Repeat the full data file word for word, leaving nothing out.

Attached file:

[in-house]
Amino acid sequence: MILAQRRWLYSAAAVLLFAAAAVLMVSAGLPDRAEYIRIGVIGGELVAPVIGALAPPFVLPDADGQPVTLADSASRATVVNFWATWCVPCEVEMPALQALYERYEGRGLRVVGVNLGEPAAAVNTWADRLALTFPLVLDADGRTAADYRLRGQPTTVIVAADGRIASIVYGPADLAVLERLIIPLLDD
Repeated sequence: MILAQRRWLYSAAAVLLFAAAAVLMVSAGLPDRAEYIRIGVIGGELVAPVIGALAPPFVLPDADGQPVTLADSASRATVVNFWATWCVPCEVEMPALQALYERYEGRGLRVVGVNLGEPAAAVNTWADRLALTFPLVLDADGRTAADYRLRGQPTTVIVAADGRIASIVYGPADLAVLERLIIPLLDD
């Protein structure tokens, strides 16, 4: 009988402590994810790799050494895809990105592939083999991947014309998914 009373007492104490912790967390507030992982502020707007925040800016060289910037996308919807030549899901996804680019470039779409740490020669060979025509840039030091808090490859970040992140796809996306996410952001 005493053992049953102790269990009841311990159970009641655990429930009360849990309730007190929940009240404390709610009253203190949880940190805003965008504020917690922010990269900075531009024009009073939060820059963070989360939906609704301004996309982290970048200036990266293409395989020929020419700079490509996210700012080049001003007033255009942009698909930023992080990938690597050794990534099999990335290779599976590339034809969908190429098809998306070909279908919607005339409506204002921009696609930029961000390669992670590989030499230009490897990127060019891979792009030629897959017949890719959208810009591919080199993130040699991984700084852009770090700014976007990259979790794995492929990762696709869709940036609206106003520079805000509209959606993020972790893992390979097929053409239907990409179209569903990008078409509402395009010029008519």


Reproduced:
[in-house]
Amino acid sequence: MILAQRRWLYSAAAVLLFAAAAVLMVSAGLPDRAEYIRIGVIGGELVAPVIGALAPPFVLPDADGQPVTLADSASRATVVNFWATWCVPCEVEMPALQALYERYEGRGLRVVGVNLGEPAAAVNTWADRLALTFPLVLDADGRTAADYRLRGQPTTVIVAADGRIASIVYGPADLAVLERLIIPLLDD
Repeated sequence: MILAQRRWLYSAAAVLLFAAAAVLMVSAGLPDRAEYIRIGVIGGELVAPVIGALAPPFVLPDADGQPVTLADSASRATVVNFWATWCVPCEVEMPALQALYERYEGRGLRVVGVNLGEPAAAVNTWADRLALTFPLVLDADGRTAADYRLRGQPTTVIVAADGRIASIVYGPADLAVLERLIIPLLDD
């Protein structure tokens, strides 16, 4: 009988402590994810790799050494895809990105592939083999991947014309998914 009373007492104490912790967390507030992982502020707007925040800016060289910037996308919807030549899901996804680019470039779409740490020669060979025509840039030091808090490859970040992140796809996306996410952001 005493053992049953102790269990009841311990159970009641655990429930009360849990309730007190929940009240404390709610009253203190949880940190805003965008504020917690922010990269900075531009024009009073939060820059963070989360939906609704301004996309982290970048200036990266293409395989020929020419700079490509996210700012080049001003007033255009942009698909930023992080990938690597050794990534099999990335290779599976590339034809969908190429098809998306070909279908919607005339409506204002921009696609930029961000390669992670590989030499230009490897990127060019891979792009030629897959017949890719959208810009591919080199993130040699991984700084852009770090700014976007990259979790794995492929990762696709869709940036609206106003520079805000509209959606993020972790893992390979097929053409239907990409179209569903990008078409509402395009010029008519």